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I know at least in some situations it goes like this:

A group of people have been living off the land for centuries. At some point a government comes in and takes the land from them to sell to a factory owner so the government can profit. With no land to farm, working at that factory becomes their best option. But the workers get abused. Women get raped. Their pay is stolen. Still they don’t have a better option. They try to unionize. The government police come in and kill the union leaders. The people keep working there because they have no better option. That does not mean the situation isn’t horrible.

It’s not enough to say they chose this job freely. A lot of coercion goes on. How prevalent is this stuff? I’m not sure. But don’t assume most sweatshop workers just decided this was best with no coercion. People like you and me aren’t paying much attention and a lot of bad stuff happens when we’re not looking. It doesn’t help that corporations benefit greatly from reduced labor prices and so the media and advertisers don’t want to talk about these issues.

Here’s a great documentary on some of these issues: https://youtu.be/PxFwA-jw3X4






There's truth to that story, but it doesn't paint the whole picture.

Rural life is dull, you have a limited social circle and limited access to culture. And you have few opportunities. People today still crowd into overpriced cities with poor living conditions, because they dream of 'making it', and they can't bear the thought of toiling away at agriculture (or at a lesser job).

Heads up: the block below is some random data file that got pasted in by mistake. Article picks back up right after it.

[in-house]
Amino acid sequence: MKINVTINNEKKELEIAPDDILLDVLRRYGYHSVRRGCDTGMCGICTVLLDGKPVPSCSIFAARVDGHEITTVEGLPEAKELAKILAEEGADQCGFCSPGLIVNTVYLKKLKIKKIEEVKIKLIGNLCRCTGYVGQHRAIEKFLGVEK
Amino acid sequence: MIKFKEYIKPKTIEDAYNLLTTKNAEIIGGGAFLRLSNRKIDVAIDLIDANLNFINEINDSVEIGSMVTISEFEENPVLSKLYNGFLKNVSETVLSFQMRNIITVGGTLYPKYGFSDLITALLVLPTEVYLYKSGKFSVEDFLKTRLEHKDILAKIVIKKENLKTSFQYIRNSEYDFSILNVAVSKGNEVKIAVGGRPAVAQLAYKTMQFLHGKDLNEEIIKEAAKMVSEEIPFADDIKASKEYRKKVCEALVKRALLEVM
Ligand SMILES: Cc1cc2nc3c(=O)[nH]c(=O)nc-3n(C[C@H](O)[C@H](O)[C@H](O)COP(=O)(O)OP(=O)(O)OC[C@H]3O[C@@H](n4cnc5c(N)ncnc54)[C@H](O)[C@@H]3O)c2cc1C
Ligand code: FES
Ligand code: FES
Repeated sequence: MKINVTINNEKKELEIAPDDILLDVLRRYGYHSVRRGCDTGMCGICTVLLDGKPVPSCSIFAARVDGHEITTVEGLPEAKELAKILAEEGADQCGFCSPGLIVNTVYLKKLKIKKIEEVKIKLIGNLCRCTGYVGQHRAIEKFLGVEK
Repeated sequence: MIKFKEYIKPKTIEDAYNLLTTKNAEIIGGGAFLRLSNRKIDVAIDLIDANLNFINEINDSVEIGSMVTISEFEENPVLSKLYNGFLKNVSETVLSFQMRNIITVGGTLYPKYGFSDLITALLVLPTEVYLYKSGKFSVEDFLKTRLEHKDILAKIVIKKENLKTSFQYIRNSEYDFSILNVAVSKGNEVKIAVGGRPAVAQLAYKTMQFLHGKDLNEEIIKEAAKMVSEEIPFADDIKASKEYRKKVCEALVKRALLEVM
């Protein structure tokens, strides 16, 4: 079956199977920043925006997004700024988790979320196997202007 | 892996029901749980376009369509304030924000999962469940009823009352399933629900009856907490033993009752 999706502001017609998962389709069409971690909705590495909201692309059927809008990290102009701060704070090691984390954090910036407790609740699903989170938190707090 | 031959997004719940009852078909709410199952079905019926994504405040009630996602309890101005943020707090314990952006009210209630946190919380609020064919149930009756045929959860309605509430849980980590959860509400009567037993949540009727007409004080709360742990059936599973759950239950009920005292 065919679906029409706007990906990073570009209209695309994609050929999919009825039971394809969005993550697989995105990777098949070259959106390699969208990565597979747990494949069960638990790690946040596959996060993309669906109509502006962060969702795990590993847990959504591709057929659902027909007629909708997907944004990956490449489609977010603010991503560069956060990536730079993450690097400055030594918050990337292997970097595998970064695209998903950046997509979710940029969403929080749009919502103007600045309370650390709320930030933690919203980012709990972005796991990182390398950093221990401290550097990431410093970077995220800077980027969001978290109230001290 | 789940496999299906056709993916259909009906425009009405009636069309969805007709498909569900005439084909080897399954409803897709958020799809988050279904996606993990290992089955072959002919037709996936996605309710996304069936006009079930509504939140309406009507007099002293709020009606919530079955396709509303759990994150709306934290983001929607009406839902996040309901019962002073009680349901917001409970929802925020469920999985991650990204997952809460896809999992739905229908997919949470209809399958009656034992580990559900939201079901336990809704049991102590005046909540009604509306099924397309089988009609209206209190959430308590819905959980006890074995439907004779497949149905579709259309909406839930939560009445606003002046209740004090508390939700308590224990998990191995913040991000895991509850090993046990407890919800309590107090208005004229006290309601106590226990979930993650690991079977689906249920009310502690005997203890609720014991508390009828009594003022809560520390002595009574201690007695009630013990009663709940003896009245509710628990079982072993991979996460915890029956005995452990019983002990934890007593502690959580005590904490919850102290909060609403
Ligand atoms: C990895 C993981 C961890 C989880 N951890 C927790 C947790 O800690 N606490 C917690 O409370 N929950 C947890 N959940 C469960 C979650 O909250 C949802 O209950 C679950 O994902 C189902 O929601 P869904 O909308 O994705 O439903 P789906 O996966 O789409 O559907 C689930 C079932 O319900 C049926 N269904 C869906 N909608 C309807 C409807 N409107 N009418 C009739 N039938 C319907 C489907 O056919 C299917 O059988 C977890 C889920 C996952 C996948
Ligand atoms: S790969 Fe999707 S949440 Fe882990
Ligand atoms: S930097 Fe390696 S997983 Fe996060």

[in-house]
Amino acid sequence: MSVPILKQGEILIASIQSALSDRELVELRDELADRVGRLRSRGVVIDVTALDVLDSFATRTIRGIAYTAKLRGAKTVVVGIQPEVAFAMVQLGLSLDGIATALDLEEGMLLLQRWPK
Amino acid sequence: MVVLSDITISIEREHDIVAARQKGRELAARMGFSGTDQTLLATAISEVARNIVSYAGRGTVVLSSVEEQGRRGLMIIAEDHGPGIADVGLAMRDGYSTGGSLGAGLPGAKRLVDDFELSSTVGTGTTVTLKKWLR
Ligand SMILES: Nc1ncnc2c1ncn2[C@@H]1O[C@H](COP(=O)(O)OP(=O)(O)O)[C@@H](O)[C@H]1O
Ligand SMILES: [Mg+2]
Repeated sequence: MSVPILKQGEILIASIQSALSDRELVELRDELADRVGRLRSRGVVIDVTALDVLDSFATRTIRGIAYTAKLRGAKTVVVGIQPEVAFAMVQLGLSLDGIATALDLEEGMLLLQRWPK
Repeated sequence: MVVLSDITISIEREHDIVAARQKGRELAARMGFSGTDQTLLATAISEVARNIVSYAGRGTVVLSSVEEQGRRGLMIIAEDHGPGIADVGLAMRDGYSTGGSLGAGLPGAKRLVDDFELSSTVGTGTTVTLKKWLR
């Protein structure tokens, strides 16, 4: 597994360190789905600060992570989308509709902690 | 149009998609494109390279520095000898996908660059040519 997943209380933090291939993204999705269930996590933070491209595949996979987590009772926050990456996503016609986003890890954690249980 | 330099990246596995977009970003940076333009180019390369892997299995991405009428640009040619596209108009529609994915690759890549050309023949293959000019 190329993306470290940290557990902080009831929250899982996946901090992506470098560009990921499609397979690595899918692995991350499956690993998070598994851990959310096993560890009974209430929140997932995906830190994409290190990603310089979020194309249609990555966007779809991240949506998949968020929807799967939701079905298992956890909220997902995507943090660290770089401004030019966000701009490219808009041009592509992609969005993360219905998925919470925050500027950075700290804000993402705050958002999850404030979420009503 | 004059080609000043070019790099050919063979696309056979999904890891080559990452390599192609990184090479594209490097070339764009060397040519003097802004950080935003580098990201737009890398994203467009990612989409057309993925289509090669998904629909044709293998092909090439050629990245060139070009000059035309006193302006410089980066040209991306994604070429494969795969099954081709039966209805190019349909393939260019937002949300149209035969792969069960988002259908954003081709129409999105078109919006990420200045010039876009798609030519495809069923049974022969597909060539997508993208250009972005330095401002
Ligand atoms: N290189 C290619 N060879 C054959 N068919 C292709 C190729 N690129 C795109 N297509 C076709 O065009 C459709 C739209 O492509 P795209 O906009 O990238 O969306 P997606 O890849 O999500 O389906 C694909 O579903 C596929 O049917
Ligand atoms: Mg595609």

In China, an entire generation has been uplifted out of poverty by voluntarily relocating off of farms and into manufacturing jobs, and it's been so successful that it's cited as a reason for the popularity of current authoritarian leadership.


I don't get the comparison with China. They still have an incredibly significant agricultural workforce (like 30% of workers are in agriculture) compared to 2% in the US. The US already moved people off farms to factories before WWII and we're in a different stage of economic development.

We're not talking about subsistence farming vs driving for Uber here.


In many countries like India and Indonesia, driving for Uber (or Gojek or Grab or Ola) is a viable alternative to subsistence farming.

That's a tragic story but I don't see how it's relevant to Uber. There's absolutely no coercion going on. People are free to join and leave as they wish. I still believe that having the ability to drive for Uber is always better than not having that opportunity.

I largely agree with that, but with a couple of possible exceptions where it is relevant. 1) Some people bought cars or quit other jobs because Uber offered a much larger pay and bonuses two years ago. 2) Uber also killed the taxi industry, which offered better working conditions to drivers.



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